With the recent delay in FDA sunscreen labeling requirements, the tanning bed debate heating up and a recent Mayo Clinic report indicating that skin cancer rates have increased eight times in young women and four times in young men in just the past forty years, the need for proper sunscreen coverage is more critical than ever. Sun protection clothing company, UV Skinz, is addressing sunscreen confusion in the market by helping consumers know the important standards to seek in a sunscreen.
On the heels of Skin Cancer and Melanoma Awareness Month, the FDA has announced that new sunscreen labeling regulations will not be enforced until December of 2012 rather than June 2012 as originally planned. The FDA claims this is in response to a concern of having enough sunscreen available for consumers this summer. Sunscreen manufacturers now have another six months before having to comply with full disclosure as to the actual sun protection their brands provide, or do not provide.
In the meantime, consumers should beware that sunscreen manufacturers may be making claims that are not true indicators of the level of protection their sunscreens provide. The new FDA requirements mandate that:
- a sunscreen labeled 'broad spectrum' must be at least SPF 15 and must protect against UVA rays as well as sunburn-causing UVB rays.
- a sunscreen that has an SPF 2-14 or is not broad spectrum must include a "skin cancer/skin aging alert" on the label showing that it has been shown only to help prevent sunburn and not skin cancer or early skin aging.
- manufacturers will no longer be able to use 'sunblock,' 'sweat proof' or 'waterproof' in their marketing because no sunscreen provides this level of protection.
- 'water resistance' claims must be supported by testing to validate that a sunscreen is still effective after either 40 minutes or 80 minutes while the user is swimming or sweating.
- any sunscreen with an SPF higher than 50 will have to be labeled SPF 50+.
- manufacturers cannot claim 'instant protection' or protection for more than 2 hours without reapplication unless data is submitted and the FDA approves such claims.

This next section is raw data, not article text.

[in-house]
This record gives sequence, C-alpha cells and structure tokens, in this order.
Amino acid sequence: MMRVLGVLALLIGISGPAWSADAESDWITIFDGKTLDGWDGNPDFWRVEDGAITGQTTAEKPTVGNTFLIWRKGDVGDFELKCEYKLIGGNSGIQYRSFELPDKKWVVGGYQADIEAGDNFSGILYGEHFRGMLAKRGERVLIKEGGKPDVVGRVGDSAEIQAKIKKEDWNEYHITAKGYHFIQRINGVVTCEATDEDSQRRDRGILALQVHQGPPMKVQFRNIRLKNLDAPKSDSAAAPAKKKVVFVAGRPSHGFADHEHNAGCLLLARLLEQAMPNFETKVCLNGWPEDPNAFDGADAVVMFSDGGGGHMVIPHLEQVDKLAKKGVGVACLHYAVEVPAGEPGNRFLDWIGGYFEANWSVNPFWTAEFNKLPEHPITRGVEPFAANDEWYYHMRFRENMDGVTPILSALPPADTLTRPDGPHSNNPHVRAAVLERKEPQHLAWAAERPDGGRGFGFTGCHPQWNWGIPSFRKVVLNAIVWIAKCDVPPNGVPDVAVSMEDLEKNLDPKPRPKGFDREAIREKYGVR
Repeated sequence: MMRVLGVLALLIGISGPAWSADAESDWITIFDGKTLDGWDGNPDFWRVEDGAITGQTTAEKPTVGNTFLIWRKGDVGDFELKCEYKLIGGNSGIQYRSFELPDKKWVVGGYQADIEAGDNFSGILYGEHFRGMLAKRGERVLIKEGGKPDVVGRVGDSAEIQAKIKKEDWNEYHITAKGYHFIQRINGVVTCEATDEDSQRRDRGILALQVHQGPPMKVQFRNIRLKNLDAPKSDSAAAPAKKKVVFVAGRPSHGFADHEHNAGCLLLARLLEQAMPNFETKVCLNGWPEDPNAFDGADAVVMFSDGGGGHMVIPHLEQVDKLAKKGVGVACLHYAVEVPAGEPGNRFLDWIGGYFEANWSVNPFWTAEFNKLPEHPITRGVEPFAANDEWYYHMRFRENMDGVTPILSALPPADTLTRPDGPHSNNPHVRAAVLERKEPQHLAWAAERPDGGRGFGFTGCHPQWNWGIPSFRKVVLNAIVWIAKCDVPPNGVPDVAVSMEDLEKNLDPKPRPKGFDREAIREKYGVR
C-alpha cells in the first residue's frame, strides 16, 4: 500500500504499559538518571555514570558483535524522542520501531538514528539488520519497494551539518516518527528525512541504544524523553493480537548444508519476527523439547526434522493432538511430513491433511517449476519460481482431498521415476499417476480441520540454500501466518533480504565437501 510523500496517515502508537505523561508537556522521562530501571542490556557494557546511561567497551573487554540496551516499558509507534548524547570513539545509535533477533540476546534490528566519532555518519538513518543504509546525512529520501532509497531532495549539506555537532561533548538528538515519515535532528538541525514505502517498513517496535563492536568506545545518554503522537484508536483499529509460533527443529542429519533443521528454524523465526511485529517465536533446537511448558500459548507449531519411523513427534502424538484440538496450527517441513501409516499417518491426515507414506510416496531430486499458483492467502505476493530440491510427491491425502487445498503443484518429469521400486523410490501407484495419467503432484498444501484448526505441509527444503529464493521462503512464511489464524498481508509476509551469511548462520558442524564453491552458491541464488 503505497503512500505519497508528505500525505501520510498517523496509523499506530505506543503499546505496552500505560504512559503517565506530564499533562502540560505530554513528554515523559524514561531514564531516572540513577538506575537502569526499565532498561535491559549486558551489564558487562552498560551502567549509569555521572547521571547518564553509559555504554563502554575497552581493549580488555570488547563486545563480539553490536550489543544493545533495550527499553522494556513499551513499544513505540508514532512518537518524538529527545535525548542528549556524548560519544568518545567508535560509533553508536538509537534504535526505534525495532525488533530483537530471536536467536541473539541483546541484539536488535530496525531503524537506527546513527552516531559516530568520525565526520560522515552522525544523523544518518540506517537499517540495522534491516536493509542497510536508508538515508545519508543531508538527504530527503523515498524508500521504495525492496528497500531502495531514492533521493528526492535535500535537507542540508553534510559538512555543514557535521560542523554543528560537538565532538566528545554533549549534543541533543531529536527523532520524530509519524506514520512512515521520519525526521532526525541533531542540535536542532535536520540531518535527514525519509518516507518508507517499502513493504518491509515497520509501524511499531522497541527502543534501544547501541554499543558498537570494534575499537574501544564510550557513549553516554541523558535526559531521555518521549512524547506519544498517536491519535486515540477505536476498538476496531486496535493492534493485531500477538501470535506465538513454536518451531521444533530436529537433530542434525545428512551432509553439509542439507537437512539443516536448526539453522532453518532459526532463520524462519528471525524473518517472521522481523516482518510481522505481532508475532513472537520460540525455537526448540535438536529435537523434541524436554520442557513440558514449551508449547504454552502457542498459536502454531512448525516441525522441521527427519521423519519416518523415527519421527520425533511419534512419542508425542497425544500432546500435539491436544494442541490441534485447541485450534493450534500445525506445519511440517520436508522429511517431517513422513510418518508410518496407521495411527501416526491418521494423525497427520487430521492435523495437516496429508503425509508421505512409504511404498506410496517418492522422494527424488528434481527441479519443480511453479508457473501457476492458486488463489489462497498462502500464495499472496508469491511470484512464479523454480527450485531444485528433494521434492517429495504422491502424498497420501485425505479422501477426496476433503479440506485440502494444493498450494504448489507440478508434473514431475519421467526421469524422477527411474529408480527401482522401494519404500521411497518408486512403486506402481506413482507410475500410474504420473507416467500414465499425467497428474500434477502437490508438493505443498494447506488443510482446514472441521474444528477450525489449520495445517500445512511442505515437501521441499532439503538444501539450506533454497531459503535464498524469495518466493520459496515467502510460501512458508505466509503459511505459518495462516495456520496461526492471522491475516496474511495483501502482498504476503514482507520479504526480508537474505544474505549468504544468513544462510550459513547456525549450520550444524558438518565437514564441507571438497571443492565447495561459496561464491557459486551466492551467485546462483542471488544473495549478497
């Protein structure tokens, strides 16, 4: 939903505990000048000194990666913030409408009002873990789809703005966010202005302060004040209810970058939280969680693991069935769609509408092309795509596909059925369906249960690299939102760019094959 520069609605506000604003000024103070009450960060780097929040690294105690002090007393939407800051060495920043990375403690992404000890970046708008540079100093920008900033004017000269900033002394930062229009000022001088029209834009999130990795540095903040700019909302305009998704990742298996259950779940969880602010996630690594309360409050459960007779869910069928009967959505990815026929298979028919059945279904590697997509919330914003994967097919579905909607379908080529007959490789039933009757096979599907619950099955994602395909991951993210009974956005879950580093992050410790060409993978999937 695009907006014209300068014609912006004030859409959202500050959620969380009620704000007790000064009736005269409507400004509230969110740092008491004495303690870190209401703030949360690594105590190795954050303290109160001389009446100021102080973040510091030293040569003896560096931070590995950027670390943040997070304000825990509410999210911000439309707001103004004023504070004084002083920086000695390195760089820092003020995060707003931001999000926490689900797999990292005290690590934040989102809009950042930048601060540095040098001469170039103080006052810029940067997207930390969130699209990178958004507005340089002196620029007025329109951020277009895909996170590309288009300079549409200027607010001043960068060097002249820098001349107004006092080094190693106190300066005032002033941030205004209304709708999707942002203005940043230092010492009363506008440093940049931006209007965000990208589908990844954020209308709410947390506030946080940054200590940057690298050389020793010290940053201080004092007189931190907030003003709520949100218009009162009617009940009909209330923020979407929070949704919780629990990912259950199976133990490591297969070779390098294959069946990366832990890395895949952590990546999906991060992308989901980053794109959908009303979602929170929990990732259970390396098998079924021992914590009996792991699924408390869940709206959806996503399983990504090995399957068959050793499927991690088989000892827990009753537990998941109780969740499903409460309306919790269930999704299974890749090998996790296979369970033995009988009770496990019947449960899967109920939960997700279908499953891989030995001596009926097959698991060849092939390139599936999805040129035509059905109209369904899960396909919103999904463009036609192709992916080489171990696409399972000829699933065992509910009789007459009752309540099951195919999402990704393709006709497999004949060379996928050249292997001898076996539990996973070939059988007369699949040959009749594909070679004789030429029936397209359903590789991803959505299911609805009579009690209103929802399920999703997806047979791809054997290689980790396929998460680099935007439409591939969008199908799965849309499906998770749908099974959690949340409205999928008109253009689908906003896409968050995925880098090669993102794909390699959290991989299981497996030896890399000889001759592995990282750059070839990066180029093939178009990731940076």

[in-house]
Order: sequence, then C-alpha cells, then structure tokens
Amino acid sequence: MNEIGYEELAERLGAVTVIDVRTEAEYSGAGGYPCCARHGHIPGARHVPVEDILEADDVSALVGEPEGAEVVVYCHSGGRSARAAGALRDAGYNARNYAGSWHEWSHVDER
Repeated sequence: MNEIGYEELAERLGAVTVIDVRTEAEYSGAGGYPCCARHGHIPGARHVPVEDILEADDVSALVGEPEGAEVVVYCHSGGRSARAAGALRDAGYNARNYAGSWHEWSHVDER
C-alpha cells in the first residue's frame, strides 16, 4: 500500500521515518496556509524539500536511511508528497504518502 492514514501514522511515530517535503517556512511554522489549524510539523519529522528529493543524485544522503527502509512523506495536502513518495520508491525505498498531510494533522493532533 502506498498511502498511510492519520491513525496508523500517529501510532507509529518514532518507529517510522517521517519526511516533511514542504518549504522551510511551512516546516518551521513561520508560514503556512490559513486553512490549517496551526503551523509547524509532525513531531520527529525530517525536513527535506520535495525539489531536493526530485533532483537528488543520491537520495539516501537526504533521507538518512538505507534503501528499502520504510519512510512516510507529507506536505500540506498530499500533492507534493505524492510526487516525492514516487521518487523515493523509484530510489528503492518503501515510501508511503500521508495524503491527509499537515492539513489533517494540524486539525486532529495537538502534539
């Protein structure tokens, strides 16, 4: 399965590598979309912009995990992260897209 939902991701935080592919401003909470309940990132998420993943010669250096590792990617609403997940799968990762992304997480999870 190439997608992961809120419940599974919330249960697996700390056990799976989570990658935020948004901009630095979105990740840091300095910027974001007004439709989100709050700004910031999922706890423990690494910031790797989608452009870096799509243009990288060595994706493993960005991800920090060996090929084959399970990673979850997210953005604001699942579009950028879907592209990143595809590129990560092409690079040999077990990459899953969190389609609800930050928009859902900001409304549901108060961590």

But, until December 2012, these clarifications are not required which may leave many sunscreen users with a false sense of protection.
Even when these labeling changes go into effect, consumers still need to be conscious of sunscreen ingredients. Many studies and experts indicate that synthetic chemicals and other ingredients commonly found in most sun women's coats screens can actually introduce harmful carcinogenics into the body. At best, these chemicals are absorbed into the skin and bloodstream and could cause skin irritations or trigger allergies. At worst, chemicals such as dioxybenzone, also an active ingredient in many sunscreens, can react with sunlight to produce free radicals, which are carcinogenic, within the body. Oxybenzone is a paraben found in many personal care products, including sunscreens, which mimics estrogen, potentially interrupting normal hormone production, and, ultimately, possibly contributing to some cancers.
Dermatologists are recommending sun protective clothing to help take much of the guesswork out of making sure consumers are properly covered and to minimize the potential risks in relying on topical sunscreens. UPF 50+ protective sunwear, such as UV Skinz, helps to ensure maximum coverage over large parts of the body, requiring less topical sunscreen. UV Skinz, however, has taken it a step further in trying to keep the company's customers covered from head to toe by recently making available on their website many top rated sunscreens that have been evaluated by various sources as having broad spectrum coverage and fewer potentially harmful ingredients that could penetrate the skin. UV Skinz founder, Rhonda Sparks, says "We wanted to provide an extra measure of value to our customers by doing some of the homework on sunscreens for them. We carry sun protective clothing, sunscreen and a great selection of hats so that our customers can feel confident that they are getting the best sun protection available."
Sparks has built UV Skinz' foundation on creating products that allow consumers to enjoy the outdoor venues in which they live without being concerned about skin damage from UVA and UVB rays. "We are by no means saying that consumers should not use sunscreen. We would just like consumers to be more discerning in their choices to buy organic, natural and mineral based sun protection that doesn't contain ingredients that could potentially harm them."
About UV Skinz
UV Skinz is a leading provider of fun and affordable UV protective sunwear, swim shirts and accessories for the entire family. By providing the highest quality and most fashionable designs at competitive prices, UV Skinz aims to make sun protection effortless. For more information about UV Skinz, interviews, product samples and/or jpg photos, go to https://www.uvskinz.com, call 1 (877) 887-5469 or email email@example.com.